If the divorce is contested by the respondent, both parties will need to attend court. As the divorce is contested the hearing will involve giving evidence and being cross-examined by the respondent’s solicitor. In such a case, you should have legal representation.

Divorce in the Isle of Man

Introduction

A petition for divorce can be granted after one year of marriage. Again there is a similar residence qualification as for the Channel Islands jurisdictions. One of you must be living in the in the Island when the application was filed or one of you must have been habitually resident in the Island in the twelve months prior to the date on which the application was filed. Just note that in the Isle of Man the person petitioning is known as the applicant; the other spouse is still the respondent.

Grounds for Divorce

You must establish the irretrievable breakdown of your marriage due to one of the following: 

  • The respondent’s adultery.
  • Behaviour by the respondent that makes it unreasonable for you to continue to live with him or her.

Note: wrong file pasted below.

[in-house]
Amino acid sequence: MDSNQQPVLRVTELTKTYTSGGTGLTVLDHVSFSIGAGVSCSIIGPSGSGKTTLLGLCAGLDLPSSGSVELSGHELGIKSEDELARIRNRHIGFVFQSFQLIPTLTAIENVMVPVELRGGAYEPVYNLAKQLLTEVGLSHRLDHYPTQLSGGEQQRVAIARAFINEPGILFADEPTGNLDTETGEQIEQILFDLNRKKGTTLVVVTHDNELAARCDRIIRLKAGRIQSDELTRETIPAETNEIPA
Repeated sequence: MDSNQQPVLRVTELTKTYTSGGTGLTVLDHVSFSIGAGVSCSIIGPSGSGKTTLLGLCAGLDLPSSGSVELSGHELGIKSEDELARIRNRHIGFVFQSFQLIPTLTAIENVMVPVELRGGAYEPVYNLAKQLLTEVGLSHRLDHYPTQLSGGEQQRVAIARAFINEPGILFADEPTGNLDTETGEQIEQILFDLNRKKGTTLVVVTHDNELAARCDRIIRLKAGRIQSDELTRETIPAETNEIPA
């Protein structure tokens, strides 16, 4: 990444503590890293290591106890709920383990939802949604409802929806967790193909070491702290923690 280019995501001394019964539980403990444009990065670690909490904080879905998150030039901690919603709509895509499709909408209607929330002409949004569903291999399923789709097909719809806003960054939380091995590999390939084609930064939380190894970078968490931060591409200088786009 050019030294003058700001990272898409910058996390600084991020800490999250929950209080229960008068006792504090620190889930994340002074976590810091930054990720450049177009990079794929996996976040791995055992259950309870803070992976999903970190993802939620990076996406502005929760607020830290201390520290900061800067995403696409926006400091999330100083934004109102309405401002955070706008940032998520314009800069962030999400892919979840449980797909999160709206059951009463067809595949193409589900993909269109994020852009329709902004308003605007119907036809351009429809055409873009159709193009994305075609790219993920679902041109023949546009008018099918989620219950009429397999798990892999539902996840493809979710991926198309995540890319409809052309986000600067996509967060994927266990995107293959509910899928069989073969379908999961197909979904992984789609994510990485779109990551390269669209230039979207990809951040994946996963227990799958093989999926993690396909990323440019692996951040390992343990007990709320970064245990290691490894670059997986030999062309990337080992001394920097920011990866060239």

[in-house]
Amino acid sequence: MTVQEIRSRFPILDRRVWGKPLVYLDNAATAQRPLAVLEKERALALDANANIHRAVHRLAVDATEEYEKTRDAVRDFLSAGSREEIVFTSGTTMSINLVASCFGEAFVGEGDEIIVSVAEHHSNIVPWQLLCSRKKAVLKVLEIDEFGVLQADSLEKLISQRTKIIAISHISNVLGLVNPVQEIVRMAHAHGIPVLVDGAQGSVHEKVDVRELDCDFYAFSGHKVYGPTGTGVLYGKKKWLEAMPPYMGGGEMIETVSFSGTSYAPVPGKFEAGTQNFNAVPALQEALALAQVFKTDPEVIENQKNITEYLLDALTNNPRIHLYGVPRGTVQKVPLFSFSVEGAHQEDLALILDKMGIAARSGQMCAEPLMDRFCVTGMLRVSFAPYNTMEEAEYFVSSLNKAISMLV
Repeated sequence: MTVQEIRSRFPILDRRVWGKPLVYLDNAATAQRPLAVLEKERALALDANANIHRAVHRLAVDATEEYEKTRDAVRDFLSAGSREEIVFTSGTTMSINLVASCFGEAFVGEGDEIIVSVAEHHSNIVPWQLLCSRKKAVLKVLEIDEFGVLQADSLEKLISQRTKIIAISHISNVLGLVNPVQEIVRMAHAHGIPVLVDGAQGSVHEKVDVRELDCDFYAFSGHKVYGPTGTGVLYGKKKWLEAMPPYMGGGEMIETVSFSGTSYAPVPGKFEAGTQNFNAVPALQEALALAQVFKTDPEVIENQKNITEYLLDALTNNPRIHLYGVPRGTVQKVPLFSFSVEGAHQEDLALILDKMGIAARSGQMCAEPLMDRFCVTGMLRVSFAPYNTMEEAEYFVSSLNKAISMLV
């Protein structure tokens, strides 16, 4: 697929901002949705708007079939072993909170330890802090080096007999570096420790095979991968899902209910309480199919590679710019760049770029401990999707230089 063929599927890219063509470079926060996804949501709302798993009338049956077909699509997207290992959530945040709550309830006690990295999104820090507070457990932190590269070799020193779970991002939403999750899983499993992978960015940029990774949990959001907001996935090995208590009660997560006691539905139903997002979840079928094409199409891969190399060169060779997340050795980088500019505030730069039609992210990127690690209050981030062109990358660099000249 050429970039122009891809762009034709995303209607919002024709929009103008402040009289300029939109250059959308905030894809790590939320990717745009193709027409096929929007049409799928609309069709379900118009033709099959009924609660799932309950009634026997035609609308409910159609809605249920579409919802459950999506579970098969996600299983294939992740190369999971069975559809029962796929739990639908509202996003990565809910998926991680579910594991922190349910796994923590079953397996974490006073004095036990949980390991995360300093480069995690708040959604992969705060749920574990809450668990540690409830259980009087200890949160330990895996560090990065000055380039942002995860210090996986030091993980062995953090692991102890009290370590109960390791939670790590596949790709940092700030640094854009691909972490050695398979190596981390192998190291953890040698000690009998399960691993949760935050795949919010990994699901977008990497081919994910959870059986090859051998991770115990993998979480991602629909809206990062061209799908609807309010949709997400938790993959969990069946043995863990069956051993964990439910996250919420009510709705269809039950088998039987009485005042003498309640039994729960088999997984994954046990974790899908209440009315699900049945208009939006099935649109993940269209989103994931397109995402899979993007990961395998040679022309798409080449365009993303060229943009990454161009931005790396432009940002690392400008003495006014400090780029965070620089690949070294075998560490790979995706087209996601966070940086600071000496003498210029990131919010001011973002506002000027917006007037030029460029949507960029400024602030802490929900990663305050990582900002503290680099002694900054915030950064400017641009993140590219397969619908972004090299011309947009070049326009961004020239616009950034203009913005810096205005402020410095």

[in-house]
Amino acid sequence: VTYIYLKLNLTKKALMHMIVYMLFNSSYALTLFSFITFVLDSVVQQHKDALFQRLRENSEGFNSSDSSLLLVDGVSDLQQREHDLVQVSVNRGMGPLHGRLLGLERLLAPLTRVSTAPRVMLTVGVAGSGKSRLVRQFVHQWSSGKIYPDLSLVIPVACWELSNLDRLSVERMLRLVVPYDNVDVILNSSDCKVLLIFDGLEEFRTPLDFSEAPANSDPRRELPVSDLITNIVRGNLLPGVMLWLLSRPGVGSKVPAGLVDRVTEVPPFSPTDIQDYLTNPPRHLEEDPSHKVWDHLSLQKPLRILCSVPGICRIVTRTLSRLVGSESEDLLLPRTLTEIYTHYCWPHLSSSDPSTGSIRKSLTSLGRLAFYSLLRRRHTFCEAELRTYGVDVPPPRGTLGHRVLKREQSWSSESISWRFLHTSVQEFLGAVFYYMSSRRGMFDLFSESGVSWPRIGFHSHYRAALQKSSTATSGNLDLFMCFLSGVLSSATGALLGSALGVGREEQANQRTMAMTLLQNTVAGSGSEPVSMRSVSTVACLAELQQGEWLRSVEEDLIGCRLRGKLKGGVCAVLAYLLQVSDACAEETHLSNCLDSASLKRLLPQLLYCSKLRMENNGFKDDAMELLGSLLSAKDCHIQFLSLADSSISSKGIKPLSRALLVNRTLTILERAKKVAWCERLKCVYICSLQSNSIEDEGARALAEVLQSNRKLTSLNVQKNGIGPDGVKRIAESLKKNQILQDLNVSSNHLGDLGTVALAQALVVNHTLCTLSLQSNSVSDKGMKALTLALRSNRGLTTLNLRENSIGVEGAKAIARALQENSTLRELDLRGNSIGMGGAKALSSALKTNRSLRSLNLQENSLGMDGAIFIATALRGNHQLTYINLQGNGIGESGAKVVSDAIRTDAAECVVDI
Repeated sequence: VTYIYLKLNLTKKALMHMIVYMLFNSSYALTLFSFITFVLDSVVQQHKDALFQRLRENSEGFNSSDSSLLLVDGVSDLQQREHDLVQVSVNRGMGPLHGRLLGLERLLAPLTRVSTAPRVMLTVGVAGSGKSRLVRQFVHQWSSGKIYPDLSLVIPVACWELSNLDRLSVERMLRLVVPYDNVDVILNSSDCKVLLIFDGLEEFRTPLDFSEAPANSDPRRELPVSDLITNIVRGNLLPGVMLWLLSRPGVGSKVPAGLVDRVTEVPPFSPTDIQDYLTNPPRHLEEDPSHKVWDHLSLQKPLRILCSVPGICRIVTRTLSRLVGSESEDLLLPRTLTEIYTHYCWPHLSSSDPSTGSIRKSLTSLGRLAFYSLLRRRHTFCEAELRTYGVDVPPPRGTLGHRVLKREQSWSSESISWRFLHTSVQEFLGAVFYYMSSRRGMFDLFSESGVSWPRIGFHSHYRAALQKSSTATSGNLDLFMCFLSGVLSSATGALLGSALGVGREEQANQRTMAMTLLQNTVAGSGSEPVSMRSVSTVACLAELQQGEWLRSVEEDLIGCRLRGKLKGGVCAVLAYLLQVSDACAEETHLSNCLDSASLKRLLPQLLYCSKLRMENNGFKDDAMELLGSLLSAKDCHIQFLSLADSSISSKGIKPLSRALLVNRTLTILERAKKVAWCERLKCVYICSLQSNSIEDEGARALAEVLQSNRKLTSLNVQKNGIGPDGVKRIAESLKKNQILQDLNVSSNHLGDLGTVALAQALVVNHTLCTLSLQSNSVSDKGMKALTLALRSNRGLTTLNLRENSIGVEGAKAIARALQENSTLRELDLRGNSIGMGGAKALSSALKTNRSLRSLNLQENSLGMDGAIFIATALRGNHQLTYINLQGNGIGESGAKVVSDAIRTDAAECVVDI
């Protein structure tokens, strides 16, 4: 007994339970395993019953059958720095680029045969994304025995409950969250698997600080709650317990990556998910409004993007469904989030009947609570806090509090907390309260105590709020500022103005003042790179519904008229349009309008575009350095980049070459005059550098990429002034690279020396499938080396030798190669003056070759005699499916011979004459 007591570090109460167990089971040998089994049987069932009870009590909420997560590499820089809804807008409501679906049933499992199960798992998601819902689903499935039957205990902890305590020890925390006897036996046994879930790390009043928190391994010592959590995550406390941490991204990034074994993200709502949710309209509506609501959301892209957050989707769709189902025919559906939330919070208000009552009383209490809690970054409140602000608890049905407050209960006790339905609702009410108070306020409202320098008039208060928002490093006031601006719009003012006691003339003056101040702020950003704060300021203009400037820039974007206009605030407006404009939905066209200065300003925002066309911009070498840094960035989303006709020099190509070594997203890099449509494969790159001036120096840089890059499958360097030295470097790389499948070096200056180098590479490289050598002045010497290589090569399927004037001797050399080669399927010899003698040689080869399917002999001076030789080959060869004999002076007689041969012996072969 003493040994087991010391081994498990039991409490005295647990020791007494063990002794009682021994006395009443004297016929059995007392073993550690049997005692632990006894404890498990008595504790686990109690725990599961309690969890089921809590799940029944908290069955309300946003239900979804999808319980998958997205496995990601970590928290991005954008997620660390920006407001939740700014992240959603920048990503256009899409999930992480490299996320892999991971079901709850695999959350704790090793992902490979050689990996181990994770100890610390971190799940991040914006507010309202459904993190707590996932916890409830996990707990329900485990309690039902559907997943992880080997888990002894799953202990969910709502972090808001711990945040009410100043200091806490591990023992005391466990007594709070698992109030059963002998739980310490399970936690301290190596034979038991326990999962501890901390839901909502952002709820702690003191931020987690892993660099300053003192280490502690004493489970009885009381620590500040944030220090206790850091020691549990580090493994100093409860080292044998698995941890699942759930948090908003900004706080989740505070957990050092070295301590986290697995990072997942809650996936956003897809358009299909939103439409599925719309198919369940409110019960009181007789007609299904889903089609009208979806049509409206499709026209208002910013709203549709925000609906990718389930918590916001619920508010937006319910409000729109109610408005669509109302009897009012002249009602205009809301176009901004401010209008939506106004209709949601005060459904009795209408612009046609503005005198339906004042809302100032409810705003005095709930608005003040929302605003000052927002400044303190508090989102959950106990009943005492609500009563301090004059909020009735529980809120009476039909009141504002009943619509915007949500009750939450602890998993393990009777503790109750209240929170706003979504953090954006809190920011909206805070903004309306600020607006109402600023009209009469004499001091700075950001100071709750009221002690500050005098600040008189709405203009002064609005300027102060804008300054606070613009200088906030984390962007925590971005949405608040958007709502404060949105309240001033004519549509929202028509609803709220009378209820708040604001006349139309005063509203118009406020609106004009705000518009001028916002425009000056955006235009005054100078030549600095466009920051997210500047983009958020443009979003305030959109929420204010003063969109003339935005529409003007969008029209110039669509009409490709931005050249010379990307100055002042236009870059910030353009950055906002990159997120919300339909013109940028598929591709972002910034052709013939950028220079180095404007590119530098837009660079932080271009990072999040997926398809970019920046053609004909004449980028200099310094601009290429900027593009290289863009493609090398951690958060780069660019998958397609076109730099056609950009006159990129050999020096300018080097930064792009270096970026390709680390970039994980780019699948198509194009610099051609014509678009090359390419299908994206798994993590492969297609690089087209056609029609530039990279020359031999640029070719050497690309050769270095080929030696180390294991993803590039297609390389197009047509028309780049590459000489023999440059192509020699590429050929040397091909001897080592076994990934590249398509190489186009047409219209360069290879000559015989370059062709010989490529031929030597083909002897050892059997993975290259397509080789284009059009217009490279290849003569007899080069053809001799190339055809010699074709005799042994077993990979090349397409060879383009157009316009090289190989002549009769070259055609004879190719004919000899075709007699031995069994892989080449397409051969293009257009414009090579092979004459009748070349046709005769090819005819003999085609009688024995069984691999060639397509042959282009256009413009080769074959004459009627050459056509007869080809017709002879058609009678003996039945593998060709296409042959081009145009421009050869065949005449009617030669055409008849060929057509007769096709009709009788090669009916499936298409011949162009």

• The respondent’s desertion.
  • Two years separation with consent.
  • Five years separation.

Documents needed to petition for divorce can be found on the Isle of Man Courts of Justice website. This page also gives further advice about seeking a divorce and provides a list of documents that you will be required to provide the court with. There is a fee but the Isle of Man Courts of Justice advise that you contact the court at the address below to find out the fee prevailing at the time that you wish to petition: Isle of Man Courts of Justice, Deemsters Walk, Douglas, Isle of Man,